by Mark VivianoBy Mark Viviano


Following the Ravens most recent victory, a win over the Browns in Cleveland that improved the Ravens record to 8-and-6, head coach John Harbaugh said in his post-game press conference, “Baltimore Ravens fans are incredible and I think they’re starting to get excited about this football team.”

Fourteen games into a 16-game NFL season and just now fans are getting excited about a playoff-bound team? That’s unusual for the Ravens.

It’s been an unusual season. The team has long sought to get a Monday Night home game but when they played and beat the Houston Texans in prime time at M&T Banks Stadium on November 27, the stadium was not filled to capacity.

I asked Ravens linebacker Terrell Suggs if he’s noticed the number of empty seats at M&T Bank stadium this season.

“Nah, I haven’t noticed,” he said. “I thought it’s been loud in there. I haven’t noticed but we could use their help.”

The players may not be aware but the Ravens front office can’t help but notice the thousands of unoccupied seats at home games and they’ve addressed the issue of “no shows” in a letter from team president Dick Cass to season ticket holders (entire letter below). The letter underscores the Ravens’ long history of hard work and success on the field and in the community while also acknowledging that there have been times in past years when seats were empty because of the Ravens’ poor play.

But with the Ravens in the hunt for a playoff spot in 2017 he writes: “…this year has been different. The numbers (of empty seats) are higher, and it is noticeable. There are a number of reasons for the no-shows, but surely the one-time protest in London has been a factor.”

It’s no secret that league-wide pre-game player protests to bring awareness to civil rights issues have turned a number of fans away from the NFL. In my many personal conversations with Ravens fans in addition to those I’ve interacted with on social media, it’s mentioned repeatedly that “taking a knee” has caused some fans to take a hike. They’ve opted to tune out Ravens games on TV and others have decided not to use the game tickets they’ve already purchased, leaving their seats empty. Other fans have said that their disinterest in the Ravens this year is rooted in the team’s boring or predictable style of play, their inconsistent performances or the overall declining quality of most NFL games. But it’s clear — the player protests are the hot topic that has some fans still burning and the Ravens address that issue in further detail in the letter to fans.

“That became an emotional and divisive issue. We know that hurt some of you. Others saw it differently and welcomed the dialogue that followed. Others bluntly told us to keep statements and protests out of the game. There are some of you who have stayed away from our games.

We have responded to your concerns about the protest by re-doubling the efforts of both the organization and our players to make the Baltimore area a better community. We have also reached out to a number of you who wrote or called about the protest. I personally made a number of phone calls and met with some of you. Some of my Ravens colleagues have also made a number of calls. While we have not been able to reach all of you, we have learned a lot from these interactions.

We want the Ravens to continue to be a strong, unifying force and source of pride in our community. When the Ravens win, we can bring families and the community together. We’ve done that before, and we can do it again. In light of recent events, we are also reminded that winning alone is not always enough to make the Ravens the unifying force we want to be.”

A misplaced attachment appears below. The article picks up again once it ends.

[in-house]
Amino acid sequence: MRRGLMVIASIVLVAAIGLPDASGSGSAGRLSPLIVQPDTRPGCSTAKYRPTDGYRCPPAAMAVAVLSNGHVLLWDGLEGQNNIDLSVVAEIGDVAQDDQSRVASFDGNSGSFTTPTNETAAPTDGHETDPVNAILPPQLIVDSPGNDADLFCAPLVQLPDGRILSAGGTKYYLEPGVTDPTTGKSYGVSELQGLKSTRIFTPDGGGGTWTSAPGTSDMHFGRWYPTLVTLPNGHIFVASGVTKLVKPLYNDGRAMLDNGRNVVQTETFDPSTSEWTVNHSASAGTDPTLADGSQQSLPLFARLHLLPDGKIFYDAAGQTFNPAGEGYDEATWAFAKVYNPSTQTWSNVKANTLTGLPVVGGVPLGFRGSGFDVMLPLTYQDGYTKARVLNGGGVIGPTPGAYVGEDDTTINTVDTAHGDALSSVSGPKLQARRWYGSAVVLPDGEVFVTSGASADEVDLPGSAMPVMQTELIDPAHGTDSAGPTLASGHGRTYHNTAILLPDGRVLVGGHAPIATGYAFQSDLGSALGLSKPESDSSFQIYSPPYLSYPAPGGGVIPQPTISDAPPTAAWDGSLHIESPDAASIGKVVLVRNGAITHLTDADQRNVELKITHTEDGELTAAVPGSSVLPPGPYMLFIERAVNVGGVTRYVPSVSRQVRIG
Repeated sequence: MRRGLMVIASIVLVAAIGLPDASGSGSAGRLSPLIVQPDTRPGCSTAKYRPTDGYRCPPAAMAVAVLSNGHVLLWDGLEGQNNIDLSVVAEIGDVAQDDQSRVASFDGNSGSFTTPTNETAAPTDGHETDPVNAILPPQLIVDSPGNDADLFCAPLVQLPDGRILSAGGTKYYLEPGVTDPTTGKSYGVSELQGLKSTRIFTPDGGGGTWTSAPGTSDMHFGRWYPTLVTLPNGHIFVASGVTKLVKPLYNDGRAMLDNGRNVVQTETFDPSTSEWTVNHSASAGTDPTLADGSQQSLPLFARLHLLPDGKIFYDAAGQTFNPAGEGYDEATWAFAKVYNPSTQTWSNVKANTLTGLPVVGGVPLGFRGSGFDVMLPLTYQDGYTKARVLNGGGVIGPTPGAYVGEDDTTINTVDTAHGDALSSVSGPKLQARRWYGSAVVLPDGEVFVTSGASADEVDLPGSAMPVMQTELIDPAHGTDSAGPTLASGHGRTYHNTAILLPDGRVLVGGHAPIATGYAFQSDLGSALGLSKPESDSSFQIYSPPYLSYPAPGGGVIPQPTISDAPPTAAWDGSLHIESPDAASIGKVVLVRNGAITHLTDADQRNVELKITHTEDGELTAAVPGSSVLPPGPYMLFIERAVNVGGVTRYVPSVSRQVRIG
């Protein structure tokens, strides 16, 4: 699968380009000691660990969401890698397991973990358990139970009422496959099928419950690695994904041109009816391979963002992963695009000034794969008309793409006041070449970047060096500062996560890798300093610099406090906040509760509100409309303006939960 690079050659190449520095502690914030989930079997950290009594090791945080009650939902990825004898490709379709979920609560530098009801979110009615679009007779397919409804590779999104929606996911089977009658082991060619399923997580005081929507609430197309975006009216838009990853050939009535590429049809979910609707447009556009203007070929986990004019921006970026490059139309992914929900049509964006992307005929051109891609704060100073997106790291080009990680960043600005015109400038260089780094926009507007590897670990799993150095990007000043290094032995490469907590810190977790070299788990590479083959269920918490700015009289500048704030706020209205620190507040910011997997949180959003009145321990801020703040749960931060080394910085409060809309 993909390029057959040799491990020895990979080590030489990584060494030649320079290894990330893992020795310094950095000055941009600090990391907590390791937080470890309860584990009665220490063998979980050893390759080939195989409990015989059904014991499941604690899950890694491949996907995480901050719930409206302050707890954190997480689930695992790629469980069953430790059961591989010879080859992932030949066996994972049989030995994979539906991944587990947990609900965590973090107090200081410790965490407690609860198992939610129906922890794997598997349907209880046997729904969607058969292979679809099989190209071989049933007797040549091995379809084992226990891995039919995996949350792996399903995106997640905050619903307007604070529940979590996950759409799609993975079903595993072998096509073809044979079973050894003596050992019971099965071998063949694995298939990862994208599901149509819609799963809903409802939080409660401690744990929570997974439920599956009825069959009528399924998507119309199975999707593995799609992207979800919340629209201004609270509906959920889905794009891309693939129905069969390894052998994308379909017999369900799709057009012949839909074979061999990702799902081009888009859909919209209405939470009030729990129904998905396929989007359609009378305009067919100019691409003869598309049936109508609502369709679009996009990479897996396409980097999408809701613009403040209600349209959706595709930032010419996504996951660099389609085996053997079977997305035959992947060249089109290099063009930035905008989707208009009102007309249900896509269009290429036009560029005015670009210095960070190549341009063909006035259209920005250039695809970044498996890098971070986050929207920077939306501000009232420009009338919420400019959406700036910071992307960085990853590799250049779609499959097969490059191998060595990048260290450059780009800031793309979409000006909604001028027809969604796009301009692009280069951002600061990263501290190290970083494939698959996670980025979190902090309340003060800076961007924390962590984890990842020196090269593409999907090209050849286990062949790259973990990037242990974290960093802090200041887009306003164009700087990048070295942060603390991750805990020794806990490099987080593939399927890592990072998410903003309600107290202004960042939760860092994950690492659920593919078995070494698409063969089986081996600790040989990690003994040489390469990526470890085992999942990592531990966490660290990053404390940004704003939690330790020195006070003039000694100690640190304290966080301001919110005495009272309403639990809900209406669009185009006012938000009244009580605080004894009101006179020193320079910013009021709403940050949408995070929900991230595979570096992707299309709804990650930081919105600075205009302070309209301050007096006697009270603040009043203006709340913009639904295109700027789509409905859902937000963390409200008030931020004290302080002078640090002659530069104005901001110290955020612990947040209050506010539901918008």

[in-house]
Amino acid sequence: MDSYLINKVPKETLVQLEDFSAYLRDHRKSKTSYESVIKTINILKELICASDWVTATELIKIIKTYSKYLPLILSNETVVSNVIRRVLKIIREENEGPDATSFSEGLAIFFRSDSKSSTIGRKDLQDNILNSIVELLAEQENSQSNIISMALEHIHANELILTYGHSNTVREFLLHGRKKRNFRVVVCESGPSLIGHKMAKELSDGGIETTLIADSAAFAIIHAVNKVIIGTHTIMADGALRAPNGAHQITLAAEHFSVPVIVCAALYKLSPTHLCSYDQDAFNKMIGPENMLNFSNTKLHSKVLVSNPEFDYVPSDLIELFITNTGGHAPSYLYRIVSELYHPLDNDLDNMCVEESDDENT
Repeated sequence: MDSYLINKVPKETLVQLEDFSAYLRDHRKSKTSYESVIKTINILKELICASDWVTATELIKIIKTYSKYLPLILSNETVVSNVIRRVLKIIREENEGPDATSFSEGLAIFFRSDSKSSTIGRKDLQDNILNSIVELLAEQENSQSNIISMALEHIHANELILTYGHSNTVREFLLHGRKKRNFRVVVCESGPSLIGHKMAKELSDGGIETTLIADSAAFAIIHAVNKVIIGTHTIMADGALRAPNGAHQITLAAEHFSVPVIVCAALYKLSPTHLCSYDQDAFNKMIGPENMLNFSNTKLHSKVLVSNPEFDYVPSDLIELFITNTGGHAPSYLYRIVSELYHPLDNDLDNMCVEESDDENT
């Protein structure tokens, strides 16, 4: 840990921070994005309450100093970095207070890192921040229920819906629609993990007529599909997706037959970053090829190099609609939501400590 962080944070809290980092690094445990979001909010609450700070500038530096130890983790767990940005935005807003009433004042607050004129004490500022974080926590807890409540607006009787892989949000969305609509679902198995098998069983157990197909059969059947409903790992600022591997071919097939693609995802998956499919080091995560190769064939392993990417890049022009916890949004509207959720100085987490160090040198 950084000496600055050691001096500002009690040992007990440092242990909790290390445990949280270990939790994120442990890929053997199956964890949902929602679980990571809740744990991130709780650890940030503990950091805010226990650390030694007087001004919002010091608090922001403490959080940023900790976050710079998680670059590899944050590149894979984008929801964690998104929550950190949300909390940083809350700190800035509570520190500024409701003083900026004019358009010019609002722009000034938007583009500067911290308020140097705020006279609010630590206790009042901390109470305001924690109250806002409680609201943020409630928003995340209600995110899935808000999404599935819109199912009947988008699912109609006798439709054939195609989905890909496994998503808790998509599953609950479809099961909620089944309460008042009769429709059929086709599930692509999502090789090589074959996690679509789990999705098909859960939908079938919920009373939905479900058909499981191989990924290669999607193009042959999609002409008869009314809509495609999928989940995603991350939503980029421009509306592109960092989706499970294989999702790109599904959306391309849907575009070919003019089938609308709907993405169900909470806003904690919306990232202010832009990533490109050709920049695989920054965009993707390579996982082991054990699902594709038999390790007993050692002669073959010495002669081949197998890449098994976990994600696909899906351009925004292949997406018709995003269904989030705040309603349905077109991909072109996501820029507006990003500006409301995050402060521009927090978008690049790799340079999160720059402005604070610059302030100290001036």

The Ravens are well on their way to a playoff berth and will clinch a postseason spot with victories in their final two games: vs. Indianapolis (Saturday) and Cincinnati (Dec. 31), both at home. The lack of enthusiasm and “Purple Passion” seen and felt in previous years is palpable. The Ravens have taken notice and are trying to win back fans while they try to win games.

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(entire letter below)

From Dick Cass, Team President

I am writing to thank you for your continued support of the Baltimore Ravens. You are an important part of who we are and what we have become.

Created over 22 seasons, our bonds with you are strong and deep. Our Ravens family is built on memories of great games, plays and people. That foundation includes you and Ravens players named Jonathan, Ray, Ed, Sizzle, Joe, Todd, Bart, Goose, Mac, Edwin and many others. Our cement is a pair of Super Bowls, the “Mile High Miracle,” the single-season best defense ever, and playoff wins in New England, Oakland and Pittsburgh, as well as memorable regular season victories at M&T Bank Stadium over Jacksonville, the Steelers and Seattle and the snow game against Minnesota.

All along, our organization and our players have volunteered to make our community better. That work continues almost daily and, certainly, weekly. We are especially proud of our current players’ commitment to make Baltimore a better place to live and work.

We are once again in a serious battle to make the playoffs. If we achieve that goal, it will be the seventh time in the last 10 years. But we know it has been an unusual season. A glut of injuries, especially on offense, had us struggling early to find both consistency and our identity.

We had the poor showing in London, complicated by the kneeling of a dozen players during the National Anthem. That became an emotional and divisive issue. We know that hurt some of you. Others saw it differently and welcomed the dialogue that followed. Others bluntly told us to keep statements and protests out of the game. There are some of you who have stayed away from our games.

We have had significant numbers of no-shows in the past when our play on the field has not met the high standard we and you have set for the Ravens. But this year has been different. The numbers are higher, and it is noticeable. There are a number of reasons for the no-shows, but surely the one-time protest in London has been a factor.